It was easy enough to explain feeling like a misfit. If I had little in common with my relatives, I convinced myself it was because I took after the mother I’d never known, the one I yearned and searched for. And when gut feelings of being misplaced among strangers gnawed at me, I only had to look in the mirror at my untamable curly hair, a trait I share with my dad, or at my knocked knees, which surely were a variation of a birth defect we called “the family knee,” to see there was no way I had been adopted.
In late middle age, after searching for decades, I caught the trail of my mother by stumbling upon her obituary. I found and reunited—or rather united—with six half-siblings, who were listed in that text as her sole survivors, the children of a later marriage between my mother and another horse racing aficionado. They welcomed me and my older brother with love and enthusiasm and finding them brought a sense of belonging I’d never experienced.
At family reunions, when we talked about the secrets and lies that had kept us apart, one of my sisters-in-law often speculated that some of my six siblings might have had different fathers. It was true they didn’t much resemble each other, and she repeated it so often that I couldn’t get the idea out of my head.
I didn’t really believe it was possible that my dad wasn’t my father, but I indulged the spawned-by-aliens scenarios of my youth and asked my 90-year-old dad if he’d take a DNA test “just for fun.” Despite my inklings, I felt torpedoed when he turned out to be 97 percent Eastern European Jewish, sharing zero DNA with me.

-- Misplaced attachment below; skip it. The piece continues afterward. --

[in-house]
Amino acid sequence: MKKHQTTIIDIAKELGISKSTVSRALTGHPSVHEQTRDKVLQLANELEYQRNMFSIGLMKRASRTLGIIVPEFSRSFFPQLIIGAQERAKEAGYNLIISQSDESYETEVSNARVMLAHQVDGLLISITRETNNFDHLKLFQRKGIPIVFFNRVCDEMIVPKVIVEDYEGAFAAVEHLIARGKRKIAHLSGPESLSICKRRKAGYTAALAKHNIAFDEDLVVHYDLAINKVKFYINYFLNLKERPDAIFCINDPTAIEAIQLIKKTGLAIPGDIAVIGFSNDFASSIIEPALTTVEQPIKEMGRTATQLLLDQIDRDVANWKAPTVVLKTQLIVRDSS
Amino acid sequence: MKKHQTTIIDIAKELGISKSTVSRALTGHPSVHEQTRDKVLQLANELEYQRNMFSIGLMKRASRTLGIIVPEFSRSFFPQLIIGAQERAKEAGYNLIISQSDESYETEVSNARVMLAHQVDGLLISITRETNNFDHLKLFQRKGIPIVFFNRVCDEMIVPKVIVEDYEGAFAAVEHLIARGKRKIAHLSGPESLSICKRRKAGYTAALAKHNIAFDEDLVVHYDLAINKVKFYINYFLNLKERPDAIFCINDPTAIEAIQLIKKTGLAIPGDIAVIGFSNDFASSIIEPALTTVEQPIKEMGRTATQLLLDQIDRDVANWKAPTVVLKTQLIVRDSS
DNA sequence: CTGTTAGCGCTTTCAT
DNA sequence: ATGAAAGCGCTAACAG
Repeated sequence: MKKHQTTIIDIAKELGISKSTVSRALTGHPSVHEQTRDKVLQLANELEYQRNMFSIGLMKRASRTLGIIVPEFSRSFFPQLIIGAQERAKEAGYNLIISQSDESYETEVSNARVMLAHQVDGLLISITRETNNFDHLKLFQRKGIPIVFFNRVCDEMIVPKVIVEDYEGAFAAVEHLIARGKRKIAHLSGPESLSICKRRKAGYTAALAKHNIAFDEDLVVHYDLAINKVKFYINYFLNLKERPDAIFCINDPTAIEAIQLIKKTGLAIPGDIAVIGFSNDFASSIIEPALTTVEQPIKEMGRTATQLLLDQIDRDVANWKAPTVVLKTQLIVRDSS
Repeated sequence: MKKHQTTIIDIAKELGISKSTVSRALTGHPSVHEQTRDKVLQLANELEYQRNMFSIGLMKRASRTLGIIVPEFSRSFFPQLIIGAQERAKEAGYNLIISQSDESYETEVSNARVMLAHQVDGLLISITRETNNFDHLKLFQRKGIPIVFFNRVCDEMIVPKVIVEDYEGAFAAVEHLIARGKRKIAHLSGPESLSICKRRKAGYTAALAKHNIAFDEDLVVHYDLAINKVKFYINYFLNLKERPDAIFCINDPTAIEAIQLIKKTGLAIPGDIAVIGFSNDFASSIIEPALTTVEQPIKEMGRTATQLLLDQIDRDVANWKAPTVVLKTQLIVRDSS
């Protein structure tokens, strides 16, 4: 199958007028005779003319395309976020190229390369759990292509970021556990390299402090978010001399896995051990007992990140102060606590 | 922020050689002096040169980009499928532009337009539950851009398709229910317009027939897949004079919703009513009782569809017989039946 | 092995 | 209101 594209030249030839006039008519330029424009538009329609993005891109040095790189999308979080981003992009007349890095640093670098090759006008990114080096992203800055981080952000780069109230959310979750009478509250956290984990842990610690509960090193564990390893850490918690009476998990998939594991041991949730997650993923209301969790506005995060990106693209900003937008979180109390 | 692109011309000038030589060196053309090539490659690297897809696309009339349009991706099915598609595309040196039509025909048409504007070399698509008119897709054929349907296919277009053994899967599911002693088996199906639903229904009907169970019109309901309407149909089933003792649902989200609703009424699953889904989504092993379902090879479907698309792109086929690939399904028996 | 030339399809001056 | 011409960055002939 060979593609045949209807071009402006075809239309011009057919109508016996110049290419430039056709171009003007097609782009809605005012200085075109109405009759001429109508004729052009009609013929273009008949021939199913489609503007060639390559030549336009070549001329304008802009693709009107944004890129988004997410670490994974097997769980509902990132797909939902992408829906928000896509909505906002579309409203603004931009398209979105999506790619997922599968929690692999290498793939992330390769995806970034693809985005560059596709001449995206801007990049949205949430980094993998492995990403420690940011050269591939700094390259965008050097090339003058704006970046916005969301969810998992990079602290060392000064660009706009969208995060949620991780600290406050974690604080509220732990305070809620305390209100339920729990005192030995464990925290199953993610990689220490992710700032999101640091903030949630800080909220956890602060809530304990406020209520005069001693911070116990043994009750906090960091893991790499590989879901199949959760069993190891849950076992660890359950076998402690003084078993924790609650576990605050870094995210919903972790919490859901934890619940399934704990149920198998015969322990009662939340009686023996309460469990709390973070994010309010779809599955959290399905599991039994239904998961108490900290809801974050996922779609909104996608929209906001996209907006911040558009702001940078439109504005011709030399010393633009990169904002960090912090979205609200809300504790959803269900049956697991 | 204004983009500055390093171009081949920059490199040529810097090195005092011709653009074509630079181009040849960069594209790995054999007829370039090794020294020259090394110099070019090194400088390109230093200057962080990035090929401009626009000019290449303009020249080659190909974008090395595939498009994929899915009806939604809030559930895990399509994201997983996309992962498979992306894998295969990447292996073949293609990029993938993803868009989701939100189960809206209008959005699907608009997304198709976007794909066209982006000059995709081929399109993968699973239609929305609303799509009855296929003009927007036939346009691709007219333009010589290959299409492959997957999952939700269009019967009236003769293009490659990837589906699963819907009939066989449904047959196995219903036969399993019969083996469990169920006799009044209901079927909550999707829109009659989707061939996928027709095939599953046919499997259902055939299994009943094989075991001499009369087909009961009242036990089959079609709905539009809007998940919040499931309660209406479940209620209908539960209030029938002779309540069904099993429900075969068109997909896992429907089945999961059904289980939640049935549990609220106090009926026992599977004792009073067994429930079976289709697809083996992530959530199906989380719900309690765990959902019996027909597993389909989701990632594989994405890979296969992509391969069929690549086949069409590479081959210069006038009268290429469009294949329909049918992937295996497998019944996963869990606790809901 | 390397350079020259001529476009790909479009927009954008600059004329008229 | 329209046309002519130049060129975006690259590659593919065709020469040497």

I only had to look at my non-British DNA matches—Sicilians with names like Giuseppe, Giovanna, Catarina, and Domenica, and Catholics according to baptismal certificates—to know my tribe wasn’t Sephardic Jews.
Once my heart came back to a normal rhythm, I called the testing company. My voice quaking, I asked if a mistake could have been made. But I knew, deep down, there’d been no mistake.
Assuming I was distraught, the woman taking my call confirmed that the results were correct, her tone suggesting that she was sorry for my loss. But she misunderstood the nature of the loss. I hadn’t lost my dad. That could never happen. She also couldn’t know how much I ultimately would gain.
As I continued to stare at my dad’s test results, blinking dumbly, a crowd of feelings bloomed at once: confusion, anger, disbelief, and a sense of rudderless. But the one thing I didn’t feel—that I thought I should have felt—was sad. My excitement and gladness over the fact that my gene pool had been drained and refilled seemed a betrayal of the person who loved me most, had always loved me, and whom I loved equally. Even when he drove me nuts.
If I’ve learned anything from this experience, it’s that secrets are corrosive. Still, I never told my dad before he died last year. Perhaps I would have if I’d discovered this secret much earlier, but he was 91 years old, and there was nothing to be gained from stripping him of the role that was his greatest joy in life. Although he told me years before that he couldn’t be sure my mother hadn’t been unfaithful, I’m convinced he never knew I wasn’t his child.